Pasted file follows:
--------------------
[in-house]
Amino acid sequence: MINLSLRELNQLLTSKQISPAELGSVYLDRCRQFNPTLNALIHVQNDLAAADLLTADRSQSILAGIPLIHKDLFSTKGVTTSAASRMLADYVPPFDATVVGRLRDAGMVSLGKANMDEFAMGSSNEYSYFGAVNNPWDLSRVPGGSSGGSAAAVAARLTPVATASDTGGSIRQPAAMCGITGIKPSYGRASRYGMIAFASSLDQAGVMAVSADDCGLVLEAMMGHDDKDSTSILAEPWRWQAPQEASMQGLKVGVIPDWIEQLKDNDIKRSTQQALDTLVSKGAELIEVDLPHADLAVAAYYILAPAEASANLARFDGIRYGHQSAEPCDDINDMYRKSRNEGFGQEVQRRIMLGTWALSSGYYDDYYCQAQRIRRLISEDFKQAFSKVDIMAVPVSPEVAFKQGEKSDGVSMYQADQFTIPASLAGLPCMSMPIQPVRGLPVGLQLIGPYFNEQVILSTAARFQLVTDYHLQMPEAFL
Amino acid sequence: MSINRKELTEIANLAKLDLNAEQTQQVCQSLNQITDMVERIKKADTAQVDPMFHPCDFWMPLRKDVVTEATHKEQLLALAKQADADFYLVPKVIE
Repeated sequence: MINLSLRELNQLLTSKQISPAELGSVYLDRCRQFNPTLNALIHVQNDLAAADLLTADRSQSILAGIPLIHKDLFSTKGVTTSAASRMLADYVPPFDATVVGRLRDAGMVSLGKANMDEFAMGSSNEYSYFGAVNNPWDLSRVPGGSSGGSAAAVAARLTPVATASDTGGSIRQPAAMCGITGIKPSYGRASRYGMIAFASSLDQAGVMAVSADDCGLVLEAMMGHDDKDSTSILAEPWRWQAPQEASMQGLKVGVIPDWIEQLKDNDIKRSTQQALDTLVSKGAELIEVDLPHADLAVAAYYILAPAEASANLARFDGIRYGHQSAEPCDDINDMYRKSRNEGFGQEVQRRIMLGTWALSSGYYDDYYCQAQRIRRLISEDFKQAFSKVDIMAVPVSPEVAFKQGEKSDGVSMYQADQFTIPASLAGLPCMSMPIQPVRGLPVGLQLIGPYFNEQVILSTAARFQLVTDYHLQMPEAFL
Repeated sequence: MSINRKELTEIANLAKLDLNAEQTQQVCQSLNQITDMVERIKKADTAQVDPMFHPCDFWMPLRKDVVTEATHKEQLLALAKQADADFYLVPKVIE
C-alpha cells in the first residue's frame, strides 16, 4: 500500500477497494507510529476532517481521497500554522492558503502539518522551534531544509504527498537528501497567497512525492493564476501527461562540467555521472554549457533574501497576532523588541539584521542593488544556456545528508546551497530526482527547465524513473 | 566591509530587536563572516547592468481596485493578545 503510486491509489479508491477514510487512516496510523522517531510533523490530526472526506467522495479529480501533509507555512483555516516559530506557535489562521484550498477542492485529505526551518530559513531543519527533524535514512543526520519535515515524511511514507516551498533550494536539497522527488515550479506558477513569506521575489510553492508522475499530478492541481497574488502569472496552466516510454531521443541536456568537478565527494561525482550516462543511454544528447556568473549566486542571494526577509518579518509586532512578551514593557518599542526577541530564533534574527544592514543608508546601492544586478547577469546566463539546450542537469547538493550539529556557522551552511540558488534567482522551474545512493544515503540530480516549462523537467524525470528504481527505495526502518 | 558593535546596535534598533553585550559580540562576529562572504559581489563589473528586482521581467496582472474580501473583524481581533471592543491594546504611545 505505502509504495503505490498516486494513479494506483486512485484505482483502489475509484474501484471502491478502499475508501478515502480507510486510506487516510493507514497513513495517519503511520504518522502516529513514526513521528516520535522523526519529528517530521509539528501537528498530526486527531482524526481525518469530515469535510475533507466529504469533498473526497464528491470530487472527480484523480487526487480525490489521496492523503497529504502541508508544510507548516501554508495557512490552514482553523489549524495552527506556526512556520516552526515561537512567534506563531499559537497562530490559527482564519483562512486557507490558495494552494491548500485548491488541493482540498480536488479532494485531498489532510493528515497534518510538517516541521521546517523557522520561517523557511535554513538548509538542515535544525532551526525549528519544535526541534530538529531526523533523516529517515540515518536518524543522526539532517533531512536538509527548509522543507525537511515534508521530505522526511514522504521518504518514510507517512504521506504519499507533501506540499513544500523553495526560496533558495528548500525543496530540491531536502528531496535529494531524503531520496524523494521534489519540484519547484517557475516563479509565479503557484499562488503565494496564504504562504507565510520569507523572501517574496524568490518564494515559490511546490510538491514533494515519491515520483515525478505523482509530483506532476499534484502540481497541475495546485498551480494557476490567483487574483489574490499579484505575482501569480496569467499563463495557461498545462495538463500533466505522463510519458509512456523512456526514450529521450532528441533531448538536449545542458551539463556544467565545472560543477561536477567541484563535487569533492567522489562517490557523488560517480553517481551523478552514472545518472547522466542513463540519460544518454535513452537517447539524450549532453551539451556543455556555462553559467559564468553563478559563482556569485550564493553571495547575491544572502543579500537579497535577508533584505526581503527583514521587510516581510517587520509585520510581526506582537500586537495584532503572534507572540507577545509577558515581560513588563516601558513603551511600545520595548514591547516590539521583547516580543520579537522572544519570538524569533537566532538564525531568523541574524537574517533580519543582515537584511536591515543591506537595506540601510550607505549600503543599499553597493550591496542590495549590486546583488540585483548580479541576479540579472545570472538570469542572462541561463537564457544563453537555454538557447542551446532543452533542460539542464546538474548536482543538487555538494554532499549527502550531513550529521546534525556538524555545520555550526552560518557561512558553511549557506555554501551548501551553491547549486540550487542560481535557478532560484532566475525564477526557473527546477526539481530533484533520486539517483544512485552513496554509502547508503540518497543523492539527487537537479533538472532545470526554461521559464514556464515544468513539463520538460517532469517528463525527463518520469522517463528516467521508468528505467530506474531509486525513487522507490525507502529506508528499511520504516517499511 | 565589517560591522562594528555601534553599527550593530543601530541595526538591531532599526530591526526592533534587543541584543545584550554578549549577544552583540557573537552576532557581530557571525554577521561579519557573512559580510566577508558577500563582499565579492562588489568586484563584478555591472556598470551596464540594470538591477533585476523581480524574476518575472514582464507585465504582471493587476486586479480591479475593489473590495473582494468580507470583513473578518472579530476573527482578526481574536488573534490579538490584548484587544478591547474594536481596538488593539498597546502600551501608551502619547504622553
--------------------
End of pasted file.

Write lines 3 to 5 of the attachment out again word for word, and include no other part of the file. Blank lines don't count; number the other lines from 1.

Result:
Amino acid sequence: MSINRKELTEIANLAKLDLNAEQTQQVCQSLNQITDMVERIKKADTAQVDPMFHPCDFWMPLRKDVVTEATHKEQLLALAKQADADFYLVPKVIE
Repeated sequence: MINLSLRELNQLLTSKQISPAELGSVYLDRCRQFNPTLNALIHVQNDLAAADLLTADRSQSILAGIPLIHKDLFSTKGVTTSAASRMLADYVPPFDATVVGRLRDAGMVSLGKANMDEFAMGSSNEYSYFGAVNNPWDLSRVPGGSSGGSAAAVAARLTPVATASDTGGSIRQPAAMCGITGIKPSYGRASRYGMIAFASSLDQAGVMAVSADDCGLVLEAMMGHDDKDSTSILAEPWRWQAPQEASMQGLKVGVIPDWIEQLKDNDIKRSTQQALDTLVSKGAELIEVDLPHADLAVAAYYILAPAEASANLARFDGIRYGHQSAEPCDDINDMYRKSRNEGFGQEVQRRIMLGTWALSSGYYDDYYCQAQRIRRLISEDFKQAFSKVDIMAVPVSPEVAFKQGEKSDGVSMYQADQFTIPASLAGLPCMSMPIQPVRGLPVGLQLIGPYFNEQVILSTAARFQLVTDYHLQMPEAFL
Repeated sequence: MSINRKELTEIANLAKLDLNAEQTQQVCQSLNQITDMVERIKKADTAQVDPMFHPCDFWMPLRKDVVTEATHKEQLLALAKQADADFYLVPKVIE